Beware! It can be a hoax!

Google says that nearly half the world’s population uses internet today. This sudden surge of internet has definitely brought in a digital transformation across the globe, however in the last decade it has also given rise to an alarming number of hoaxes which have been spreading like wildfire into the strands of World Wide Web.

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One such hoax which caused commotion across the nation was the Nano-GPS chipped two thousand rupees currency note which the government in power launched after demonetisation in November 2016. Days before the note was actually launched, our family whatsapp groups and facebook timelines started flooding with images of the new denomination along with a message that said “The Rs 2000 currency is designed keeping in mind to eradicate the black money issue. Using state of the art indigenous nano technology, every two thousand rupees currency note is embedded with a NGC (Nano GPS Chip)”. So much was the impact of this viral feed that finally RBI had to intervene to debunk the rumour.

Another such hoax was about “15 days of darkness” in November 2015, which was even propagated by some of our leading news channels. The rumour I believe has surfaced again and this time it’s claiming 15 days of darkness in November 2017 . Phew!

The big question is who starts a hoax?

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Unfortunately, there is no concrete answer to this constantly ringing question. Perhaps there are some malicious pranksters who gain pleasure in the outbreak of preposterous messages creating panic among innocent masses.
Hoaxters may also be some crooked minds who feel a sense of pride to see something they created being clicked by millions of internet users across the globe.
Human psychology can be hysterical! It’s difficult to comprehend how it works.

How to recognise a hoax?

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One of the most common signs of a hoax message is the request to be forwarded. Since the ulterior motive of the initiator is to increase the number of clicks, therefore the message will certainly have the “please forward” appeal in it. One such hilarious (and I’m not being sarcastic) forwards was “UNESCO declares ‘Jana Gana Mana’ the best National Anthem in the world. Please forward to all your fellow Indians and make them proud.” 😀 😀 . Later the UNESCO declared that it doesn’t declare anything!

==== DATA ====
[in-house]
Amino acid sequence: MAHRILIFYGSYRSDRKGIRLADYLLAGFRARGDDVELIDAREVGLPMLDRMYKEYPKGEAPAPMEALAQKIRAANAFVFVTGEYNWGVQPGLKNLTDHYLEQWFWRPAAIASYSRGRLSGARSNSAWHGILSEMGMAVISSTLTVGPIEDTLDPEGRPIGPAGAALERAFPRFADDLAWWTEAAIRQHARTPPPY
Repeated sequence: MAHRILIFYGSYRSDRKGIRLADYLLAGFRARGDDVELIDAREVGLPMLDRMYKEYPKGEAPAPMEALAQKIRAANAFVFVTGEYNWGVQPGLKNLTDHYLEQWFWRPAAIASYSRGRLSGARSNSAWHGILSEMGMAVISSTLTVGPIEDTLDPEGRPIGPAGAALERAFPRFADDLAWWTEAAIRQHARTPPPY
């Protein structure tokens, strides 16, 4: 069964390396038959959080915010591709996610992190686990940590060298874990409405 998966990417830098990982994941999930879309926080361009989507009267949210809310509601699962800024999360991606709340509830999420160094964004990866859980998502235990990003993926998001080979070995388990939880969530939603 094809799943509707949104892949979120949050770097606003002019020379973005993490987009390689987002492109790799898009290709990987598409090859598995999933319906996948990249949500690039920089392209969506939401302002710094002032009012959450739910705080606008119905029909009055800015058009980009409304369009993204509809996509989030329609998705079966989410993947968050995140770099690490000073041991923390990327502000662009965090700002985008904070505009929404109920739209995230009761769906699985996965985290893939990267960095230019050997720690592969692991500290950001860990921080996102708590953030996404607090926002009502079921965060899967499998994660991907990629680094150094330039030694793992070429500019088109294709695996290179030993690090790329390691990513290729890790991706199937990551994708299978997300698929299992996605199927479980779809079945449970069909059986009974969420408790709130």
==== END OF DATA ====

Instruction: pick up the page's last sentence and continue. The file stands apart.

Many a times a hoax message is a kind of threat that intimidates people forcing them to forward it to their loved ones. Back in July, 2016 a whatsapp message from the commissioner of Delhi was extensively being forwarded appealing to remove all whatsapp profile pictures which supposedly an XYZ militant group was planning to misuse. The message was signed off by some A.K. Mittal along with his phone number.

The number belongs to some Arshad Ali as per true caller and has been reported spam.

Hoax messages often promise to reward on being forwarded. Is there anything more alluring than winning an iphone 7 or a holiday in Hawai? And all what you have to do is forward the ludicrous message to five whatsapp groups or twenty friends! Uggghhh!

Another form of hoax messages are the ones about death. Whist many eminent personalities, movie stars & TV celebrities have been falling victim to such hoax every now and then, the very recent one was of BSF jawan Tej Bahadur Yadav. Apparantly, after Tej Bahadur posted a few videos on social media exposing the poor quality of food in army camps, a picture of another dead jawan (alleging to be Bahadur’s image) with his face half covered surfaced on the internet claiming that Bahadur had been killed. Sadly, the patriotic Indian easily falls prey to such traps and ignorantly aids the rumour mongers.

Hoax messages are spreading everyday in thousands of other forms, however mostly they appeal to our religious sentiments, god fearing values, emotions, greed, curiosity & patriotism.

What can be done?

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“Distrust & caution are the parents of security!” – Benjamin Franklin

Do not act on impulse: Wait & think before you hit that click & forward button. Everything that you see on social media need not be the gospel truth and every message that demands to be forwarded need not bring you good luck.

Crosscheck facts: Ignorance is not always bliss! Crosscheck facts whenever you come across something questionable. A simple google search can go a long way in refuting a fabricated story and cutting the grapevine.

Use your Common Sense: Please use your brains!! You have it, so use it.

P.S. Sharing this article with your friends & family may (or may not ) bring you the love of your life but it will certainly make me happy. 😀 😀

(Ref. indianexpress.com, dnaindia.com, quint.com, outlook, thehindu.com)
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